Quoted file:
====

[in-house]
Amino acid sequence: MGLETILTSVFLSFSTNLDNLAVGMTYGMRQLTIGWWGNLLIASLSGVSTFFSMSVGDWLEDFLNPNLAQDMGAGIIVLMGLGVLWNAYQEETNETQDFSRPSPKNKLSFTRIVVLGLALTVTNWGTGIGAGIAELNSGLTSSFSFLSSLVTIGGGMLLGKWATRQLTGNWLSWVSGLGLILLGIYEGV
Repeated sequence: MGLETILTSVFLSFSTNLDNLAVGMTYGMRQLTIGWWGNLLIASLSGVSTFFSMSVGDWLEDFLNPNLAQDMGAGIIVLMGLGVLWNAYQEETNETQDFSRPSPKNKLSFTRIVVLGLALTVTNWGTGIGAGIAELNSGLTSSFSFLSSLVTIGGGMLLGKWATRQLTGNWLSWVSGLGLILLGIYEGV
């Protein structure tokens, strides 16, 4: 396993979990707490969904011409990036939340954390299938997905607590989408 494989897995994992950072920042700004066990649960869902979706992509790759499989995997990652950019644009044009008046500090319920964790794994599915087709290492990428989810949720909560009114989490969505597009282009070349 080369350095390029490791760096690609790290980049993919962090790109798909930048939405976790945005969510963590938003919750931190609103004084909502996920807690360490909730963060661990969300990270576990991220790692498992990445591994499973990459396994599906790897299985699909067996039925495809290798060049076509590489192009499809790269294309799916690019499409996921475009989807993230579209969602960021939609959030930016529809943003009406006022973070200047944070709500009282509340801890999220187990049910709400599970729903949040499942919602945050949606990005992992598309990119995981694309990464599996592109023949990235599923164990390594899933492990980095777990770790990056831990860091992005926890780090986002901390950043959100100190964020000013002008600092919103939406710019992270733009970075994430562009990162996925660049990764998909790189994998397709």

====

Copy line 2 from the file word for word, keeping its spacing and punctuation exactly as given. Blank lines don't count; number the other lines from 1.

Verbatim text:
Amino acid sequence: MGLETILTSVFLSFSTNLDNLAVGMTYGMRQLTIGWWGNLLIASLSGVSTFFSMSVGDWLEDFLNPNLAQDMGAGIIVLMGLGVLWNAYQEETNETQDFSRPSPKNKLSFTRIVVLGLALTVTNWGTGIGAGIAELNSGLTSSFSFLSSLVTIGGGMLLGKWATRQLTGNWLSWVSGLGLILLGIYEGV